Tatte1 is a popular bakery and cafe with over twenty locations in the greater Boston area. Known for baked goods and brunch plates, their menu is seasonal and has Israeli, Mediterranean, and European influences. This review is based primarily on their South Boston location.
Tatte (South Boston)
Overall Rating: ★★★★★ out of 5 stars
Address: 60 Old Colony Ave, Boston, MA 02127
Neighborhood: South Boston
Perfect For: Pastries and savory brunch plates in an inviting cafe atmosphere
Hours: Mon – Sat 7am – 4pm, Sun 8am – 4pm
Links: Website, Menu
Cost: $20 per person (food only)
The entrance to Tatte’s South Boston location is bright and airy with high ceilings. Ordering takes place at the counter, and all seating is first-come, first serve. As is the case with many of Tatte’s locations, there is never enough seating and it can be hard to secure a free table. Note that Tatte is walk-in only and does not accept reservations. To skip the lines, you can place an online order for pickup.
Tatte’s South Boston location is unusual in that you can watch their cooks making pastries alongside machines efficiently flattening out dough and then rolling it up. I picked a high top seat that had a great view of the pastry production area.
Ready-to-eat pastries are on display near the ordering counter, showcasing their freshly prepared cakes, pies, croissants, buns, biscuits, scones, muffins, tarts, and cookies.
Their brunch menu has a number of offerings, such as tartines, quiche, soup, shakshuka, and egg sandwiches, and is similar to their all-day menu. I ordered the lamb hash, Greek style pancakes, and morning buns.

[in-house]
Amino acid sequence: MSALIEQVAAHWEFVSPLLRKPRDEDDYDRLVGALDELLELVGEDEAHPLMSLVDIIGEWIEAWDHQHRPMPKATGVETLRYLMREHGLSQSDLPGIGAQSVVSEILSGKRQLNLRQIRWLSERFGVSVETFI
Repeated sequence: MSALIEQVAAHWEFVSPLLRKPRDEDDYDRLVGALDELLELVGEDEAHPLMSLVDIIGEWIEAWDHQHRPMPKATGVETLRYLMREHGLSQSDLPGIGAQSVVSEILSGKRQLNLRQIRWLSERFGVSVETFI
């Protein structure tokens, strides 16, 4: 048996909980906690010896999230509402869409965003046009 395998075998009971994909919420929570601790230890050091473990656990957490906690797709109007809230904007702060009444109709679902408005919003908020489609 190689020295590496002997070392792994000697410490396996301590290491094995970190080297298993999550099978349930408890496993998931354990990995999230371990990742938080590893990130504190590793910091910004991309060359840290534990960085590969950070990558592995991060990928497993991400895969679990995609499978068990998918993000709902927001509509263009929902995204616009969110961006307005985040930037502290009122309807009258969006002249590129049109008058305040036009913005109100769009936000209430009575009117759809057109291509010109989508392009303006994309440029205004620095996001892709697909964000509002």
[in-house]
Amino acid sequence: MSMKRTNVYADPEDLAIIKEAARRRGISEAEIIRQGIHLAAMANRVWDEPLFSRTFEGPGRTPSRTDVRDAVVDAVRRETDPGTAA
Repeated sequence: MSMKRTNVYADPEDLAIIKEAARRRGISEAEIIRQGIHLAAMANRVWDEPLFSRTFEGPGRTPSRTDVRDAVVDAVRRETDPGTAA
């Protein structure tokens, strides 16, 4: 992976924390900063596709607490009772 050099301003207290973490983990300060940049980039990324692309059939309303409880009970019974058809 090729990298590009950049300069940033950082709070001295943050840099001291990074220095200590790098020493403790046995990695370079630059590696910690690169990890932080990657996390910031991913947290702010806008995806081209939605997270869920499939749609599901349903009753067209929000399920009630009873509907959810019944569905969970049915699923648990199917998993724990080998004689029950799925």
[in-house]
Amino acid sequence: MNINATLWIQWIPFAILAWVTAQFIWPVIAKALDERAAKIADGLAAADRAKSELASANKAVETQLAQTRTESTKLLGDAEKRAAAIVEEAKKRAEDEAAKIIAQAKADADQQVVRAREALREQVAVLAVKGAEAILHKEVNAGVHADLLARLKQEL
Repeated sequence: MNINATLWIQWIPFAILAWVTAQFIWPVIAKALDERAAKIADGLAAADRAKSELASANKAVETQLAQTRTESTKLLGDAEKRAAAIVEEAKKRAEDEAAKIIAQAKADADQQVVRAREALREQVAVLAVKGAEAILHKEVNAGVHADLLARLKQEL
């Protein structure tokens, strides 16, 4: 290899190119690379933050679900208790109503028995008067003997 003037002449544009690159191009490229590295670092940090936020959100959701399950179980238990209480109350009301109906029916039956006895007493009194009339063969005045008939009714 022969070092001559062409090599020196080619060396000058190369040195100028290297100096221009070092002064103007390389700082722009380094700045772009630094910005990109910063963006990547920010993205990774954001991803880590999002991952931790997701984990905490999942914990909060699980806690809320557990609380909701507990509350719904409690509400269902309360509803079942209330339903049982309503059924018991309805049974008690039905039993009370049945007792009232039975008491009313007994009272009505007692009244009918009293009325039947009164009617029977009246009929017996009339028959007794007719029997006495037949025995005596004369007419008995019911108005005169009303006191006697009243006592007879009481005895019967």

I’ve had their lamb hash a handful of times now at various locations. This dish features lamb cooked in warm spices alongside sweet potatoes, carrots, and pickled red cabbage. It’s topped with a poached egg and green dressing, and paired with fresh tomatoes and challah. I enjoy this dish every time and I love the depth and combination of rich savory flavors going on here. The execution is mostly consistent; most recently my challah bread was disappointingly hard and dry, when in the past it has had a soft pillowy interior.
The Greek style pancakes were good, but nothing extraordinary. They were standard pancakes, thick and fluffy, topped with sesame seeds and served with Greek yogurt and pear jam.
The morning buns were delicious. They have a dry and flaky exterior and top, and the bottom has a sweet and sticky coating. I’ve also had other baked goods from Tatte in the past that were quite good, such as their linzer cookies, gingerbread tile, and brownies.
Service at Tatte is average. Across different locations, the workers at the ordering counter are consistently indifferent, neither friendly nor hostile. Food is delivered relatively promptly, and empty plates and trash are efficiently cleared off tables by the staff.
Overall, I enjoy going to Tatte for my favorite menu items and I like knowing that I am getting a consistent experience no matter which location I am at. I’m interested in trying some new dishes, too — in particular, I’ve heard that their shakshuka is phenomenal. Shakshuka is one of my favorite breakfast dishes, and I usually follow this recipe for my homemade version.
- The word tatte is a Hebrew nickname for grandmother and its pronunciation rhymes with latte ↩︎